Gear Review: Seattle Sports Co. Snow Shovel

There’s something about having a shovel strapped to your pack when snowshoeing; it makes you look pretty serious about your shoeing experience.  It says, “That guy is going to a place where the snow is pretty deep.”  Well, yes, that’s the ticket.  As the publisher/owner of Snowshoe Magazine, I only go where the snow is deep.  Not really.  I consider myself lucky if I’m out in the backcountry with my trusty snowshoes…and now with my Seattle Sports Co. Snow Shovel.  

The difference with this shovel, versus other brands, is its durability and versatility.  Weighing in at a modest 1-pound, 5-ounces, the Shovel is made of a lightweight polycarbonate scoop with an adjustable anodized aluminum stock.  

So that’s the durable part, but what makes it versatile is the one-button release that moves the handle at an angle (as pictured) so it can be used as a fast-action snow scoop.  The stock adjusts from 16.5 inches to 27 inches and removes quickly and easily from the scoop.  

The scoop moves a lot of snow, with the stock at any angle.  My experience with the Shovel was near Jones Pass, Colo. (near Empire).  On that day, the snow was deep and crusty – kind of a bluebird morning. As I was trekking up a hill, the Shovel helped with climbing.  I used it as a crutch as I stabbed the snow with my Shovel at a steep angle – each step carefully placed as I trudged upwards.  It turned out to be a great way to help stabilize my body weight while ascending in snowshoes.  As most snowshoers know and understand, hiking up a steep hill in snowshoes is no easy feat.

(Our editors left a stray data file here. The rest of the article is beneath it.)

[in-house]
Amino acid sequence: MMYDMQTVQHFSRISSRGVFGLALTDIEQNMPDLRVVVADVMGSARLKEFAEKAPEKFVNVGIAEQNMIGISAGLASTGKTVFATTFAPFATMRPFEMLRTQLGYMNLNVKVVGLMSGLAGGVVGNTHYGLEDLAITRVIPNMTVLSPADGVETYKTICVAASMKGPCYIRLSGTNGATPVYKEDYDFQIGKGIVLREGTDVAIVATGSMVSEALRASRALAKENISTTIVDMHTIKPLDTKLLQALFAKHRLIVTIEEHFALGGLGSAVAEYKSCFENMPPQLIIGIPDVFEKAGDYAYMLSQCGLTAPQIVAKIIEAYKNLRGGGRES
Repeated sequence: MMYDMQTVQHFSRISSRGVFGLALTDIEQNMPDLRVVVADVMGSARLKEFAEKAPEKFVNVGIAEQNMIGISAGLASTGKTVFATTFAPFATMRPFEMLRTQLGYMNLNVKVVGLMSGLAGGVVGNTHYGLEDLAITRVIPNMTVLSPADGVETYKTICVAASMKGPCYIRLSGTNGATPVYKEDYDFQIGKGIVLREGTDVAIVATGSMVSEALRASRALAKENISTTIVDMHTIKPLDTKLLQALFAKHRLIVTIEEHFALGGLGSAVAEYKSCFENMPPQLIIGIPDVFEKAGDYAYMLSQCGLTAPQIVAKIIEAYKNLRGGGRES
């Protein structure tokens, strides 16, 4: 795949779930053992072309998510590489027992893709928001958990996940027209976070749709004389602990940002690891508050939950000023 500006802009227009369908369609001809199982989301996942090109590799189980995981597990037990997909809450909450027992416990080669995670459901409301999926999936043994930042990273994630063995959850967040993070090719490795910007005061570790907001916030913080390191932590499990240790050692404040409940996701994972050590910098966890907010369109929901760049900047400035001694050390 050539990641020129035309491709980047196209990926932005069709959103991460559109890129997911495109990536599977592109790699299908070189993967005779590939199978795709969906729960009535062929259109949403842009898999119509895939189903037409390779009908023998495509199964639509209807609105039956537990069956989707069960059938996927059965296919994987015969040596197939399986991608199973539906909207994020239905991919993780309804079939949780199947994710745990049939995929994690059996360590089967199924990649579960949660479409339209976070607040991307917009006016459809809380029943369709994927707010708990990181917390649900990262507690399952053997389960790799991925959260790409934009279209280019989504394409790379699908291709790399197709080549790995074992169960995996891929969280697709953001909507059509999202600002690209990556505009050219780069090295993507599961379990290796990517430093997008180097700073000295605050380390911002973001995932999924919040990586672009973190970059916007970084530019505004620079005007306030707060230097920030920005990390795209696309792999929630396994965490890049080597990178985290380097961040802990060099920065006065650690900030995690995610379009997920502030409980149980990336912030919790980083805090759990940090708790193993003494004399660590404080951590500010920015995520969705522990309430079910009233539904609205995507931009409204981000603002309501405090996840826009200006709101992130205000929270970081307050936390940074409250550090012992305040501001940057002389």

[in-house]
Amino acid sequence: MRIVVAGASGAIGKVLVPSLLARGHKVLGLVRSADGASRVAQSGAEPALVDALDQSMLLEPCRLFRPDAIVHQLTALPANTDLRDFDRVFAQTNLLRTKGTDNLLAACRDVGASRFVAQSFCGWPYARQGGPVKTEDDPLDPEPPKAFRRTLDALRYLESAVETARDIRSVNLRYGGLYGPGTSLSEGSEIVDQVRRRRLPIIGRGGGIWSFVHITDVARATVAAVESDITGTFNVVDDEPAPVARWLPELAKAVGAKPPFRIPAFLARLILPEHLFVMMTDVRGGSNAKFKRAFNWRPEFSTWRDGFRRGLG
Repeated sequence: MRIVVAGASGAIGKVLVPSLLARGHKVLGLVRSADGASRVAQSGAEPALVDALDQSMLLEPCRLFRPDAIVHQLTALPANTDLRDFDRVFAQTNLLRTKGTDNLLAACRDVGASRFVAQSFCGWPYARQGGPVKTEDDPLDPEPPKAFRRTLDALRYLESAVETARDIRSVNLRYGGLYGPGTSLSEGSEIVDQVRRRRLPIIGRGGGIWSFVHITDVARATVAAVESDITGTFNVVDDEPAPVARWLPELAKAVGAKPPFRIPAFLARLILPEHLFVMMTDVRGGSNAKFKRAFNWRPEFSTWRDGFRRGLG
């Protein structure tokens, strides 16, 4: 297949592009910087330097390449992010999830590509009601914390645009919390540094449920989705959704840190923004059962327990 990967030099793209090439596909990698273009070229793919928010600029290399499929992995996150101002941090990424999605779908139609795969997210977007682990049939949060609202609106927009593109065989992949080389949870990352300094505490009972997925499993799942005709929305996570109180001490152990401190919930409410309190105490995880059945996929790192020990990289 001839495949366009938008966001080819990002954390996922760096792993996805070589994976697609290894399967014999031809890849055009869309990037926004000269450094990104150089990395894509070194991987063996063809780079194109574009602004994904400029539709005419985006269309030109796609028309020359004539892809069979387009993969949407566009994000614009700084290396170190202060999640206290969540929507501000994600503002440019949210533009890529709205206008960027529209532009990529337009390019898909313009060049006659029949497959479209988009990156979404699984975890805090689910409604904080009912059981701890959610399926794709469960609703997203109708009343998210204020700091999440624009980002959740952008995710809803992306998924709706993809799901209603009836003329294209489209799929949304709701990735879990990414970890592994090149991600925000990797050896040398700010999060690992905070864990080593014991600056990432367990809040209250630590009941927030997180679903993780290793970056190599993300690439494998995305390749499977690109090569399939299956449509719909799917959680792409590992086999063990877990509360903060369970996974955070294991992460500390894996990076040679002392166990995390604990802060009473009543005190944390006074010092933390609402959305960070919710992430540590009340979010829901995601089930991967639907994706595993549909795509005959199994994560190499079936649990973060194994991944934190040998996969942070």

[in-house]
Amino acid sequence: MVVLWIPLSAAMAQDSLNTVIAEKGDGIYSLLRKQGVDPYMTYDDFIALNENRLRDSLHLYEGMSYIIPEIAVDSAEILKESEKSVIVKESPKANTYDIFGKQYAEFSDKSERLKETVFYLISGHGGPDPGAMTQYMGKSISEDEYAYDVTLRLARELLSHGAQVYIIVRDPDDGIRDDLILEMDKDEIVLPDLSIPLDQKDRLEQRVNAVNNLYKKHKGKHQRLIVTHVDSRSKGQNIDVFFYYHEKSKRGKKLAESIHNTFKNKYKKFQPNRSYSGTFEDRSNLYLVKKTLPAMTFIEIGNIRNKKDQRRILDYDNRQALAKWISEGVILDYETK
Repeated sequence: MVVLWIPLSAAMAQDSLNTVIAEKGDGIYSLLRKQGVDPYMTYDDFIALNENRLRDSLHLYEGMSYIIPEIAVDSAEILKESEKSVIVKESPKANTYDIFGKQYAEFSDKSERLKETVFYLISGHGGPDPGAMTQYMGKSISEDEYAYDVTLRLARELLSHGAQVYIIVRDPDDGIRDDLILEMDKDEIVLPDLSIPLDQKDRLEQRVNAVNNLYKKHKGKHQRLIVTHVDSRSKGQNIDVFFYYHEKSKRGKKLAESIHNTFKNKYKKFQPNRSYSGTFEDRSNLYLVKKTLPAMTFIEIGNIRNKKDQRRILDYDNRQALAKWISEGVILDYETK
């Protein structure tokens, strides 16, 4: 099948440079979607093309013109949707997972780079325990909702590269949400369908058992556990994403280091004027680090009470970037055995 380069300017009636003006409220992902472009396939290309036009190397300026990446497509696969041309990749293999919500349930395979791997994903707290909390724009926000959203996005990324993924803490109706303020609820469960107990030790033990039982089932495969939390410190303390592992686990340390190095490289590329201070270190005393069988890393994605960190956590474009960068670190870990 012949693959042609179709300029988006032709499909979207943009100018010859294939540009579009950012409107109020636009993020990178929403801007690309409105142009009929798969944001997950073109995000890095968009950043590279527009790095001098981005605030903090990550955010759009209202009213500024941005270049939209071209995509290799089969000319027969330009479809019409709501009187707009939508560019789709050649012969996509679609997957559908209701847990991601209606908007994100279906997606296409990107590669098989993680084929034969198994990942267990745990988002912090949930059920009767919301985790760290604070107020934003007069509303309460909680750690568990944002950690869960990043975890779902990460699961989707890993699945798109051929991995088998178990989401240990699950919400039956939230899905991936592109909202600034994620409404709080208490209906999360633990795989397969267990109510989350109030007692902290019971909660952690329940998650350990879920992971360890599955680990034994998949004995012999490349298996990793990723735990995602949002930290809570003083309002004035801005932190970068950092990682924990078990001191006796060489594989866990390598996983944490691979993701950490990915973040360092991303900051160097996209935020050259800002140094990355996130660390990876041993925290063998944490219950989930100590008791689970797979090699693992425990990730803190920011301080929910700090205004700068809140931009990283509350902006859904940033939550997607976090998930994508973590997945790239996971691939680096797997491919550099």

A packable snow shovel comes in handy during emergency situations, such as an avalanche.  When the stock of the Seattle Sports Shovel is set at an angle, the scoop’s versatility allows for quick snow removal.  

In fact, a friend could’ve used the Shovel during a recent snowmobile outing.  A recent dumping of fresh pow made it easy for the machines to become buried – hence a need for a quick scoop.  Some snowshoes were used as makeshift shovels.  Bummer!  Although they did the trick, the snowshoes could’ve been damaged during shoveling.  

Prepare for the unexpected: Get a shovel and make it a safe day of snowshoeing.  For more information on the Seattle Sports Co. Snow Shovel, visit

About the author

Ryan Alford